9th Sunday after Pentecost July 22, 2018
608, 457, 226:1,4-7, 52
Hymns from The Lutheran Hymnal (1941) unless otherwise noted
Editor’s Note: We thank the Lord for the many sermon contributions of Pastor David Schaller. Since being appointed to the staff in 2008 he has contributed nearly 100 sermons to this ministry. We thank him for his service to our Lord and His people and pray that the Lord would continue to bless his Gospel ministry! -NP
In the same way, the Spirit helps us in our weakness. We do not know what we ought to pray for, but the Spirit himself intercedes for us with groans that words cannot express. And he who searches our hearts knows the mind of the Spirit, because the Spirit intercedes for the saints in accordance with God’s will.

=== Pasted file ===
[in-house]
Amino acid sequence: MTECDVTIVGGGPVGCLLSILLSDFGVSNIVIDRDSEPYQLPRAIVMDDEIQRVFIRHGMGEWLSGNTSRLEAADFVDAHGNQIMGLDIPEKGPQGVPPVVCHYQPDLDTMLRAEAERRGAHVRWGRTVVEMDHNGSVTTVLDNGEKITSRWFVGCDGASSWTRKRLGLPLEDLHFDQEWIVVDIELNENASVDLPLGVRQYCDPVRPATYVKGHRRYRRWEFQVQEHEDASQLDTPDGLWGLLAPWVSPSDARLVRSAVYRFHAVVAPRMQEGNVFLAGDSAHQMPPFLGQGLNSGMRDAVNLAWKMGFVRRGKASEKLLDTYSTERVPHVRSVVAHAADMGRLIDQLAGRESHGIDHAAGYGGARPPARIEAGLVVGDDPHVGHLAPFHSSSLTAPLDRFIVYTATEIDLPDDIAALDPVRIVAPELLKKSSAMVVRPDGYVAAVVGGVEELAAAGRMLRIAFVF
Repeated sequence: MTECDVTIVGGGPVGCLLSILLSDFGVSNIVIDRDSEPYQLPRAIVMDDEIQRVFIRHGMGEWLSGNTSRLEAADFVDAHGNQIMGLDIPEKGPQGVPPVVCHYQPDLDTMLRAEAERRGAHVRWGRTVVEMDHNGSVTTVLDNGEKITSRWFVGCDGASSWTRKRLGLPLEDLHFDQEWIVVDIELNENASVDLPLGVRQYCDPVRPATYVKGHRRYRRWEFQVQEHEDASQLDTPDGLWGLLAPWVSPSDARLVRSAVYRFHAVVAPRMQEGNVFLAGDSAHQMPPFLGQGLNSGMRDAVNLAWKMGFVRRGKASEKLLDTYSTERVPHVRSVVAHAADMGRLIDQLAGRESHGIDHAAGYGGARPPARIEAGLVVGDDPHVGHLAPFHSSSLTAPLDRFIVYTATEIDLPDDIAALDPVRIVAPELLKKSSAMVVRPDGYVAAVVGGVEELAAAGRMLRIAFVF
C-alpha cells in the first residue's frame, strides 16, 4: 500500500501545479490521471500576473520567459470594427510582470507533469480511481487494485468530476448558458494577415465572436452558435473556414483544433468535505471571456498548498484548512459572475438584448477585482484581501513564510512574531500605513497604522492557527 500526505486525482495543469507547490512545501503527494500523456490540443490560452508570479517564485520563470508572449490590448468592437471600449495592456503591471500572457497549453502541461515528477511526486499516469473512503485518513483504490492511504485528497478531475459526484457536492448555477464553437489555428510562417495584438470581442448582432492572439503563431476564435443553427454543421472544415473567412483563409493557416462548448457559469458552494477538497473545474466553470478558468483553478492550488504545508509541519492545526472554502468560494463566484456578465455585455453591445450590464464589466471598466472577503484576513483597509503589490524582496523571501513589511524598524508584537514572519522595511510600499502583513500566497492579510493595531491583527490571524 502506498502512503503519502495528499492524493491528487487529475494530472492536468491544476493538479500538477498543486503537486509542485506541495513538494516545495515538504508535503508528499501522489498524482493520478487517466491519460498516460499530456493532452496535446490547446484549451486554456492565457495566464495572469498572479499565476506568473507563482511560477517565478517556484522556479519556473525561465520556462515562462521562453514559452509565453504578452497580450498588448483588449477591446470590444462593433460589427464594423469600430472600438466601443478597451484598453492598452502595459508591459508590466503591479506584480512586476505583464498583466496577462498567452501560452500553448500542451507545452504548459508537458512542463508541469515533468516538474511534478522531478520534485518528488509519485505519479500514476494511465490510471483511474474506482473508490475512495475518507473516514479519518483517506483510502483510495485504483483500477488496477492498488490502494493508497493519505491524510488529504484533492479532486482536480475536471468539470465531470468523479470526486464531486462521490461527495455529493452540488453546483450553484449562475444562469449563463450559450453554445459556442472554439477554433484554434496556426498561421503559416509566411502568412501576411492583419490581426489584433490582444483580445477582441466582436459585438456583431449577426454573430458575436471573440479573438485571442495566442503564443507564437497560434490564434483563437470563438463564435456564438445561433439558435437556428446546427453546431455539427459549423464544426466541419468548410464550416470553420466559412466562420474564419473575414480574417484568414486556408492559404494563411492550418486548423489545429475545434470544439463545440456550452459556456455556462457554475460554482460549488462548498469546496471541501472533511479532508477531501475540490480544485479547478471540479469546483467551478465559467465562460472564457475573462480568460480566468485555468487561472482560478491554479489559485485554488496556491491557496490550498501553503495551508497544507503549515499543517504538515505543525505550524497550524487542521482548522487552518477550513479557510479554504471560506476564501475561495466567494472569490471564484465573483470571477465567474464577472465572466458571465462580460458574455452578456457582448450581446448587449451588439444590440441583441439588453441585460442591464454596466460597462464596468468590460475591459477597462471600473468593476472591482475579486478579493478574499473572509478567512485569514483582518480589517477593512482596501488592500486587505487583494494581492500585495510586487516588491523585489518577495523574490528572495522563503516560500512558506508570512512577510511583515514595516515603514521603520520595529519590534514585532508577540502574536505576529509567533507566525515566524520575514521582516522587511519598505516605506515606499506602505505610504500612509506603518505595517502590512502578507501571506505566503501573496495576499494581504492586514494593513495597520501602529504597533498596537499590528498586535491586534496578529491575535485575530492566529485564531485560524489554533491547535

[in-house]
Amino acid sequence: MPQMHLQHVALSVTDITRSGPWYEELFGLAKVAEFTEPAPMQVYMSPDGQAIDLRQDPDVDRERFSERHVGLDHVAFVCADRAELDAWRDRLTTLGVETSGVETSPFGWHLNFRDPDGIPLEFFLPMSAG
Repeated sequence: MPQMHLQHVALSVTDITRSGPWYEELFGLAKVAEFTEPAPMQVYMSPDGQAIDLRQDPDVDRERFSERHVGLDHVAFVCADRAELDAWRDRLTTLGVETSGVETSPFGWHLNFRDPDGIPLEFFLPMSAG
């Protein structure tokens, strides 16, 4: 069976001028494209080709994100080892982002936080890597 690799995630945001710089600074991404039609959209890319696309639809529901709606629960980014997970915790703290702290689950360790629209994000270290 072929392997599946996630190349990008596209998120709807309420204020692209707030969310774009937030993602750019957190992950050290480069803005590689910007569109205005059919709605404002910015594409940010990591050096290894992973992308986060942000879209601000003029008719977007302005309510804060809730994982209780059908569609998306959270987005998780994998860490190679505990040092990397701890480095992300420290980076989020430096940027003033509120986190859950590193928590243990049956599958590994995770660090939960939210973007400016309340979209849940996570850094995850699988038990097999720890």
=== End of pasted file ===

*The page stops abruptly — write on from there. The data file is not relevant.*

Special prayer requests for Sunday morning are common. In one of our worship services we might have one or more added prayers: prayers for the sick, the injured, or the dying; prayers for the anxious or distressed. Now offering a prayer publicly before God’s altar does not make it any more effective than offering one quietly at home, and God does not “hear” it any better just because there are more voices raised. But the practice of prayers in church on behalf of others is good because it reminds us all to pray when we are in need just as God invites us to do, saying (Psalm 50:15), “Call upon me in the day of trouble.” Praying together is also a form of worship, and the Bible urges us to join together regularly for worship with those who confess the same faith and teachings—just as the early church did when (Acts 2:42), “They devoted themselves … to the fellowship.” Praying together also has the added benefit of sharing one another’s burdens. That is, when we pray for others, we put their welfare in mind and become sympathetic to their situations. Galatians 6:2, “Carry each other’s burdens, and in this way you will fulfill the law of Christ.” The Apostle Paul asked his fellow Christians to pray for him, and when we ask our spiritual brothers and sisters to do the same for us, it can be a comfort to know we are not alone in bringing our requests to God.